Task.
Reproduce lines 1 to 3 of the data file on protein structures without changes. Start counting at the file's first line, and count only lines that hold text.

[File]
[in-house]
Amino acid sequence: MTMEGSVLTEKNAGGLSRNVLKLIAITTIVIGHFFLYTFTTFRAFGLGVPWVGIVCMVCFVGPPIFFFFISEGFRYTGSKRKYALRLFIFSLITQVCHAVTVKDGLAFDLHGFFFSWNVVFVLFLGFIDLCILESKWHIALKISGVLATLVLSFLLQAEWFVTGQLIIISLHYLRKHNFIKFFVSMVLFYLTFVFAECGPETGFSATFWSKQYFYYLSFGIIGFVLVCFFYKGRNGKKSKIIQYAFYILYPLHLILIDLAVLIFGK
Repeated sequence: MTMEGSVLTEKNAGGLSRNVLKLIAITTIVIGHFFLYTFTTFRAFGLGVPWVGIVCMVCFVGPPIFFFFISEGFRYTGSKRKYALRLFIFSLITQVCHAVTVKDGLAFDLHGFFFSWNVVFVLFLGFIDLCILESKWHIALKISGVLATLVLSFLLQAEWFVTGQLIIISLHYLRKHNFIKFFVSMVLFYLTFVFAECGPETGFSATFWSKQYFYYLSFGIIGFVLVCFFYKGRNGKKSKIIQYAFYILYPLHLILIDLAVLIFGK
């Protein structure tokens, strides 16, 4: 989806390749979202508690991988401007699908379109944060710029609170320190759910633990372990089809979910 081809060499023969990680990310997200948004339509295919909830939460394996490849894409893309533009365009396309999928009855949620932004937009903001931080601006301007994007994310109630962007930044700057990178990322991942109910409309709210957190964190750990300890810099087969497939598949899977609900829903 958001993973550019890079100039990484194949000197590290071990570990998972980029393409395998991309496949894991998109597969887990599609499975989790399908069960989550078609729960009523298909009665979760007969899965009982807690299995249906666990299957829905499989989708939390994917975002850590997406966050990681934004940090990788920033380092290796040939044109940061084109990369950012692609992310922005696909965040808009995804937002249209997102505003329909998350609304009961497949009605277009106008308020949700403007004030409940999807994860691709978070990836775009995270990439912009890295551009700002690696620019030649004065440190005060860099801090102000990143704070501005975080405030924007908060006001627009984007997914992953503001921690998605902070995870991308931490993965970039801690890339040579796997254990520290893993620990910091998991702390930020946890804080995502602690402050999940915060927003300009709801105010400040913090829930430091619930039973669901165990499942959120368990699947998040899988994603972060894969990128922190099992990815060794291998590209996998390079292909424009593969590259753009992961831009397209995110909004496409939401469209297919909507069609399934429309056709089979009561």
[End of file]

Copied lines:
[in-house]
Amino acid sequence: MTMEGSVLTEKNAGGLSRNVLKLIAITTIVIGHFFLYTFTTFRAFGLGVPWVGIVCMVCFVGPPIFFFFISEGFRYTGSKRKYALRLFIFSLITQVCHAVTVKDGLAFDLHGFFFSWNVVFVLFLGFIDLCILESKWHIALKISGVLATLVLSFLLQAEWFVTGQLIIISLHYLRKHNFIKFFVSMVLFYLTFVFAECGPETGFSATFWSKQYFYYLSFGIIGFVLVCFFYKGRNGKKSKIIQYAFYILYPLHLILIDLAVLIFGK
Repeated sequence: MTMEGSVLTEKNAGGLSRNVLKLIAITTIVIGHFFLYTFTTFRAFGLGVPWVGIVCMVCFVGPPIFFFFISEGFRYTGSKRKYALRLFIFSLITQVCHAVTVKDGLAFDLHGFFFSWNVVFVLFLGFIDLCILESKWHIALKISGVLATLVLSFLLQAEWFVTGQLIIISLHYLRKHNFIKFFVSMVLFYLTFVFAECGPETGFSATFWSKQYFYYLSFGIIGFVLVCFFYKGRNGKKSKIIQYAFYILYPLHLILIDLAVLIFGK